Am I going to drive specially to the Raffeen Civic Amenity Site to recycle my toaster?  I am perhaps unusual in that having worked in waste, I am acutely aware of the issues.  That aside, I am in Monkstown several times each day and so it is not a huge issue to drive to Raffeen.  But for people who don’t work in the waste field and who live in Carrigaline or Douglas, which is easier: to drive to Raffeen with the toaster or to put that toaster straight into the general waste bin for which there is a flat charge?  So that is a toaster destined for landfill rather than recycling.

All national and local policy is aimed at diverting waste from landfill.  The newly introduced €3 gate fee for Civic Amenity Sites in Co. Cork is diametrically opposed to this.

In November 2005, I introduced a motion to the effect that Cork County Council should establish a “Goods Rehoming Facility” adjacent to the Raffeen Civic Amenity Site.  The term “Goods Rehoming Facility” was chosen to indicate that the function of the facility would be the acceptance of good quality/nearly new items still capable of performing their original function.  This was initiated by the observation that many of the goods accepted at the Civic Amenity Site was perfectly serviceable and/or in relatively good condition.

This was not a novel concept.  It was, and continues to be, done in many countries.  When introducing the motion, I discussed some such Goods Rehoming Facilities in operation worldwide.

In terms of the waste hierarchy, reuse is of course far preferable to recycling.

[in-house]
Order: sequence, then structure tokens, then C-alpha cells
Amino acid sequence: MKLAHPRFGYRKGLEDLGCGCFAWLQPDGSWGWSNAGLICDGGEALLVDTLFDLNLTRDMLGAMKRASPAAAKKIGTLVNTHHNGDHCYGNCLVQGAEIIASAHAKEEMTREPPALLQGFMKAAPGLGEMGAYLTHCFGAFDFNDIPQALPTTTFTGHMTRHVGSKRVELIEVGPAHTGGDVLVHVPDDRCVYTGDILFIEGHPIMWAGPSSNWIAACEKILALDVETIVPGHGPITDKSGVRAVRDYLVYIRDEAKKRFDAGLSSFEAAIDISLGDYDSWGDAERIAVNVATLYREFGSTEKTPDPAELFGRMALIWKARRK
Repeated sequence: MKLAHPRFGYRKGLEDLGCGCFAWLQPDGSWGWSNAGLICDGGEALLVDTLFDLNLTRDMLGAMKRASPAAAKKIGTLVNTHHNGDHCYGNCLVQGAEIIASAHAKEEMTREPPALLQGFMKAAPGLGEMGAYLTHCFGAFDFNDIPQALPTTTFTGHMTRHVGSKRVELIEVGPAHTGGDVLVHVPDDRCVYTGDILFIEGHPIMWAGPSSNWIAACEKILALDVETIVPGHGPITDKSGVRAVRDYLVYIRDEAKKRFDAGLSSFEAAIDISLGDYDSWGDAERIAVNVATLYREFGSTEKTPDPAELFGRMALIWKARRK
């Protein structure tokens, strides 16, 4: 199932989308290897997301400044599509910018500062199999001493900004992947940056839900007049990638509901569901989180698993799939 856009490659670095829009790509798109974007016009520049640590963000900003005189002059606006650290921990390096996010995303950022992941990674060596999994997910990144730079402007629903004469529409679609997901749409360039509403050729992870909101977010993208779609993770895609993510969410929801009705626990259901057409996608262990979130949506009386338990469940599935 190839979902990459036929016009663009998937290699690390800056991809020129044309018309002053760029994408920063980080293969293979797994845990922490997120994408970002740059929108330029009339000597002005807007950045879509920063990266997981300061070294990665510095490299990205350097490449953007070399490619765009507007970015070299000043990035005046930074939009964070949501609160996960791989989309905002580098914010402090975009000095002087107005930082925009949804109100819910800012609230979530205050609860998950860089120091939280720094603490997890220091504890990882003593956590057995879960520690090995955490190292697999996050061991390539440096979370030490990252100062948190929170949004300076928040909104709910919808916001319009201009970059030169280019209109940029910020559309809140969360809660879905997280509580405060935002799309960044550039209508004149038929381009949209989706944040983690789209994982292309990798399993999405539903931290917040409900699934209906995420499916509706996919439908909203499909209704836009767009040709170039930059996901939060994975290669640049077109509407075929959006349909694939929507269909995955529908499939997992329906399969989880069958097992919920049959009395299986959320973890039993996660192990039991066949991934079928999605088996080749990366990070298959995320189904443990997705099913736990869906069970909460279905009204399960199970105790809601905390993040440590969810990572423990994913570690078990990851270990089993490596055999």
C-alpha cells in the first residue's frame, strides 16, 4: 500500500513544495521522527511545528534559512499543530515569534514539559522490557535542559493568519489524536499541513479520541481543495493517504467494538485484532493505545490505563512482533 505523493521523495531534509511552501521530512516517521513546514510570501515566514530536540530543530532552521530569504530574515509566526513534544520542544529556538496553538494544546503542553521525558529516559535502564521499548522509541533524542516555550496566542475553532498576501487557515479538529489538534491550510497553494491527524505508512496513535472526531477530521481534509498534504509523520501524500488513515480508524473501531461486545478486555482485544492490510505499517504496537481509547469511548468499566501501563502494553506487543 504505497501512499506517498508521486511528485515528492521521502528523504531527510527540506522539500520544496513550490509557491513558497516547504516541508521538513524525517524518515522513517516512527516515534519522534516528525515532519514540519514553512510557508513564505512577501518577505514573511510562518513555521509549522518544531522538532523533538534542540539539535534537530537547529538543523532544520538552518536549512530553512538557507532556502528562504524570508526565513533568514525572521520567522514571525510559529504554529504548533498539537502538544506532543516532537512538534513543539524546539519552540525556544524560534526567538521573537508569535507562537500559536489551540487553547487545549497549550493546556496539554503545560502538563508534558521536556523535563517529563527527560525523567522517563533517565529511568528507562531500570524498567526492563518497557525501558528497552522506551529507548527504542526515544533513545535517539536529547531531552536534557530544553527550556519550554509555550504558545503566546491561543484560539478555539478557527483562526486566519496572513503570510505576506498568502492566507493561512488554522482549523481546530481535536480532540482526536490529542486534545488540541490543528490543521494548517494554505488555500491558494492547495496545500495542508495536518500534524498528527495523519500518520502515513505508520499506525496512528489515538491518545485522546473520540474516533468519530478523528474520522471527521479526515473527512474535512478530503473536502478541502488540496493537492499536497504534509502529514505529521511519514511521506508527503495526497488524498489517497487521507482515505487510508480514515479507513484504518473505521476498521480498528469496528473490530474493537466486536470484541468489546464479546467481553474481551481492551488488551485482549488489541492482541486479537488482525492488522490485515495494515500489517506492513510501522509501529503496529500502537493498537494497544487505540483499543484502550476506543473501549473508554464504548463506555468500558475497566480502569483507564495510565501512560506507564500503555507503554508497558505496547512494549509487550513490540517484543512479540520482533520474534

The motion was fully supported by Passage West Town Council.  So I subsequently gave a presentation on behalf of the Town Council to Enda Kiernan, Senior Executive Engineer of waste management with Cork County Council.  He too was very taken with the idea.  Some time later, I went to County Hall to discuss the concept with Patricia Power, then Director of Services, Environment, and Mary Stack, Environmental Awareness Officer.  They too approved strongly of the proposal.  They noted that a container on the Raffeen Civic Amenity Site was kept specifically for particularly high quality items rescued from disposal at the site.  As a consequence of our proposal, they initiated a mini-Goods Rehoming Facility at the Macroom Civic Amenity Site.

But the Macroom initiative was open for only a couple of hours on a weekday morning, one day per week.  I commented at the time that this would be destined to failure: a Goods Rehoming Facility must become a convenient alternative to going out to buy new if it is to succeed.  However, issues of staff shortages and recruitment embargoes were cited as being the reason it couldn’t have longer opening hours.

Since before Christmas, a specific policy of not rescuing any goods regardless of quality has been introduced at the Raffeen Civic Amenity Site.  So, while heretofore if I wanted a bicycle for one of the children, I went to the Civic Amenity Site, I was told that nothing was available now or would be available in the future.  No Goods Rehoming Facility has been developed.  Four years on, the bottom has fallen out of the recycled materials market, the need for general waste disposal facilities grows ever more acute and Cork County Council is not merely discouraging customers but is also adopting policies which actively increase waste to landfill.

A Goods Rehoming Facility would:

  • encourage reuse
  • attract customers to the Civic Amenity Site
  • divert good material from recycling or disposal
  • contribute at least in part towards the cost of running the Civic Amenity Site and, consequently, could held to at least reduce the newly introduced €3 gate fee.

If Cork County Council is interested in diverting waste from landfill, I believe it would have been preferable to close the Civic Amenity Site from Monday – Wednesday inclusive with full service available from Thursday – Saturday inclusive rather than to apply a gate fee to all who are striving to manage their waste correctly.